I’ve had that play out at work as well and I work with numbers people. My very job is number crunching and social analysis. I work with people who do this DAILY and the disbelief that things are as bad as many Black people make them out still exists. Now, I’ve learned to stop fighting these battles. You can lead a horse to water but you can’t shoot the horse for being obtuse. Since I have most of these grating conversations with my mother I just quit fighting those battles. It’s not that there’s no point, but I just can’t get mad enough to not speak to my mama and I’m sure those arguments made her mad as well. Plus, she birthed me. I mean, I’m a Black dude, y’all know how we feel about our mothers. Interestingly, I have quite a few cousins who I honestly don’t want to know how they feel about some things. I follow some of them on Facebook but I rarely read their posts. It could go either way and I’d rather just let it ride.

I ran into one of my cousins – randomly as fuck – in DC at a restaurant early last year. We hadn’t seen each other in at least 15 years. She now lives in NYC after having finished grad school up there and works in Brooklyn. She is my youngest cousin and the one who was going to make it out and she did. After we hugged for like 10 minutes and regaled at how great it was to so randomly run into one another she told me how I was her motivation to be better and do well in school and make it out of Ypsilanti, Michigan. That warmed my heart. I know she’s great as a person. But everybody has their opinions. Aside from the blood coursing through our bodies, I have ZERO clue what her politics are. None. Despite growing up outside of Detroit, most of my family has lived pretty white lives. I don’t know if this is a detriment or not in shaping their attitudes, but I do know that I’m not in a rush to know. I like loving my family. And many of the events of the last half of 2014 have brought out a lot of those opinions; we’ve all seen and heard things we can’t unsee or unhear. That was frustrating for many of us.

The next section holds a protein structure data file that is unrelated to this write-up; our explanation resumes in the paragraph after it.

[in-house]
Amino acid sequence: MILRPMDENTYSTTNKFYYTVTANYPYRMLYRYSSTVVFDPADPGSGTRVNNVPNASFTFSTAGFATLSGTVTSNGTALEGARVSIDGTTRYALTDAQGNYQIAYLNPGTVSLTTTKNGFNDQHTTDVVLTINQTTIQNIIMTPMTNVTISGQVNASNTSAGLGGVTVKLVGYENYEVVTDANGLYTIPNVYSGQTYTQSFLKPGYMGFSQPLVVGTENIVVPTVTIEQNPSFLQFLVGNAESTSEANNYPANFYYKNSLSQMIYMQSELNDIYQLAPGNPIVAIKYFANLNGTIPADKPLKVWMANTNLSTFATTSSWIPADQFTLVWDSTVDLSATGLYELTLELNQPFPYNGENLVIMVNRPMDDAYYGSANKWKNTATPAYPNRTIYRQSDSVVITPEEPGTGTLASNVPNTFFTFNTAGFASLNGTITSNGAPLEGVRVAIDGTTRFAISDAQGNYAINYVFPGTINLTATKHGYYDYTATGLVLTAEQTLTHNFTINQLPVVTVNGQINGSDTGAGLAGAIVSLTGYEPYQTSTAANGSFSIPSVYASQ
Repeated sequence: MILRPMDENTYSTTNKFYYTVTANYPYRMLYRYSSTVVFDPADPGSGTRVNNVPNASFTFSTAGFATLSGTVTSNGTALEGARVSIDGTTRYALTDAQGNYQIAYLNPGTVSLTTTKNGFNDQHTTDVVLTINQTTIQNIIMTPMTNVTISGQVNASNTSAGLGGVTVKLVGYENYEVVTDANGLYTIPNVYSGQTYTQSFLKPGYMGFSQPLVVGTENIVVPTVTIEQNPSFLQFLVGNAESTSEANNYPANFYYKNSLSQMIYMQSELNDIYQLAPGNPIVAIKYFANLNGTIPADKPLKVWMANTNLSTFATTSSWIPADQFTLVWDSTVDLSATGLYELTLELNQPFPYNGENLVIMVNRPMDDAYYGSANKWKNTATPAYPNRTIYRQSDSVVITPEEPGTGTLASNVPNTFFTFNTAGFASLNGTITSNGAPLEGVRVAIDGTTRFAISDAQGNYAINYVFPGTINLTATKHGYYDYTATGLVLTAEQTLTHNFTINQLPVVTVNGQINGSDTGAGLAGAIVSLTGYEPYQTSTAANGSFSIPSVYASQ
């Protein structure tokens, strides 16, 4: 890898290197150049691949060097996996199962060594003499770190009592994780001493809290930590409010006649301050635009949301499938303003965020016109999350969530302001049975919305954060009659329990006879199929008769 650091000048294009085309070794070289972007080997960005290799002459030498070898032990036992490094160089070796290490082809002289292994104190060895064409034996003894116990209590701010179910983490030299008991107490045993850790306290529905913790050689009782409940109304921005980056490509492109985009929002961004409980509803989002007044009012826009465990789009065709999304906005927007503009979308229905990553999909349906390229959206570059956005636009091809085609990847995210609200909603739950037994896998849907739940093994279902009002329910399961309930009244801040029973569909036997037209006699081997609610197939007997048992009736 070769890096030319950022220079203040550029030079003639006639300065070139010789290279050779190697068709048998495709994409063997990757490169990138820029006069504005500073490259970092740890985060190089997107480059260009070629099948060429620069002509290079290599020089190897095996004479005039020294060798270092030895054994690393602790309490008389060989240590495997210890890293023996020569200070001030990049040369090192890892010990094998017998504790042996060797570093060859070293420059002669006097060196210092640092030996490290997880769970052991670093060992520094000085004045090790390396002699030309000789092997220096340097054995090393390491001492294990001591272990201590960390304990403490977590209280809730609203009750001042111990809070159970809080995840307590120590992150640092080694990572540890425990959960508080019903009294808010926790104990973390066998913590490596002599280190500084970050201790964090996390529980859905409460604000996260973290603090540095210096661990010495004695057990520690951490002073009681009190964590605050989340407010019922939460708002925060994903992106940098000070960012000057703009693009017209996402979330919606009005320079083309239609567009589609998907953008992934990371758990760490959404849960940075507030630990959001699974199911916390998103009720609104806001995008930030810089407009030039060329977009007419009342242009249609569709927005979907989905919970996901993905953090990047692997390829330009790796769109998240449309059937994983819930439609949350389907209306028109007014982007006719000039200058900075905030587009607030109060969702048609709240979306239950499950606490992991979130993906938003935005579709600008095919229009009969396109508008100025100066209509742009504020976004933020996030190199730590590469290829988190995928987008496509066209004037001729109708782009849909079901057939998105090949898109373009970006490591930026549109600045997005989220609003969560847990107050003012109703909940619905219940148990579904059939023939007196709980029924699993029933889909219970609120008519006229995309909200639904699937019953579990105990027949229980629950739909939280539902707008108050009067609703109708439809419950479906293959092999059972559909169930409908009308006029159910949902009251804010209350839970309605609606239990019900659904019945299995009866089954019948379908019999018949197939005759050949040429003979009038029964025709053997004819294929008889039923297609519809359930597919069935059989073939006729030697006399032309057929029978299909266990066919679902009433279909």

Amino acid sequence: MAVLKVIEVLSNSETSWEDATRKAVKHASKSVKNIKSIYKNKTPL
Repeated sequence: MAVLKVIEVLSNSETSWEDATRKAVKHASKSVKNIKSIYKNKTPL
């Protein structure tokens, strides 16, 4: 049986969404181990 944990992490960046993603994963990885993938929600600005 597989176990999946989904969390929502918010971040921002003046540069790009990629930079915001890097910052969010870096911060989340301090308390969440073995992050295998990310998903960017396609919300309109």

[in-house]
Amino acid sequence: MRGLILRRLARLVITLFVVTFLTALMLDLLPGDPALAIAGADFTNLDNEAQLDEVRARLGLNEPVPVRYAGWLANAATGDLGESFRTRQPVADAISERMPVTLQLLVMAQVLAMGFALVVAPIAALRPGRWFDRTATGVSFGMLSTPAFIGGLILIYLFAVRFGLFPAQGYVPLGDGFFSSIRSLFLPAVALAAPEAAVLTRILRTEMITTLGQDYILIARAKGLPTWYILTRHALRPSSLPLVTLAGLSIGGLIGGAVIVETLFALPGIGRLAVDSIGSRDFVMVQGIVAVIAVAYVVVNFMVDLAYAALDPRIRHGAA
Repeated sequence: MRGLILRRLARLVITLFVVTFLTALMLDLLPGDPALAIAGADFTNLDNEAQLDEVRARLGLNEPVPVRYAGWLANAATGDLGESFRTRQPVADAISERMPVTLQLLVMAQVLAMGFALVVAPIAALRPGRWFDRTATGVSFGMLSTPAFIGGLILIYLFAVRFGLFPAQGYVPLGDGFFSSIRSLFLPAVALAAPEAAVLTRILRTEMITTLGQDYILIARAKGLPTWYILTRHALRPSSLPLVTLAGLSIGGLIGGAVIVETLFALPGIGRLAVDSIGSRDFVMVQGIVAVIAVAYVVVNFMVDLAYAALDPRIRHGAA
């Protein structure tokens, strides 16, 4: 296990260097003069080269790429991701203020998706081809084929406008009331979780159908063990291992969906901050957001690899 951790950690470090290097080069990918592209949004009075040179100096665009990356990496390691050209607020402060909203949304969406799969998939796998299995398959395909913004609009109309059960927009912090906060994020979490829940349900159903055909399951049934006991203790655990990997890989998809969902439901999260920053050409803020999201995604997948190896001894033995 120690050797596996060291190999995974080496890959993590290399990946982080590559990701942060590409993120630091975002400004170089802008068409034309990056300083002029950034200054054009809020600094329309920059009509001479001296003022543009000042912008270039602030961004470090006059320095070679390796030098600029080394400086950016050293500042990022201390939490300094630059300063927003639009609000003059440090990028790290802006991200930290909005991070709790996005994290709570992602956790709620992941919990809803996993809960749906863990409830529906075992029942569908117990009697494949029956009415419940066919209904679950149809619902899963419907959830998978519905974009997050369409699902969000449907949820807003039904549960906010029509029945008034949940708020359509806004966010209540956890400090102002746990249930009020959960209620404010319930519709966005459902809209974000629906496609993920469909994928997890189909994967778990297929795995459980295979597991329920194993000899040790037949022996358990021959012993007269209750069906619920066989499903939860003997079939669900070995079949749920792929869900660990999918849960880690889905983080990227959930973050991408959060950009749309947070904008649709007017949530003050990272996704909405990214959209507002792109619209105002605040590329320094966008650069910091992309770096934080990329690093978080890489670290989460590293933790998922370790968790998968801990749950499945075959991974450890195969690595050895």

Now imagine it coming from your family at a gathering about the love.

Luckily I don’t know if it would, but I’m no rush to find out.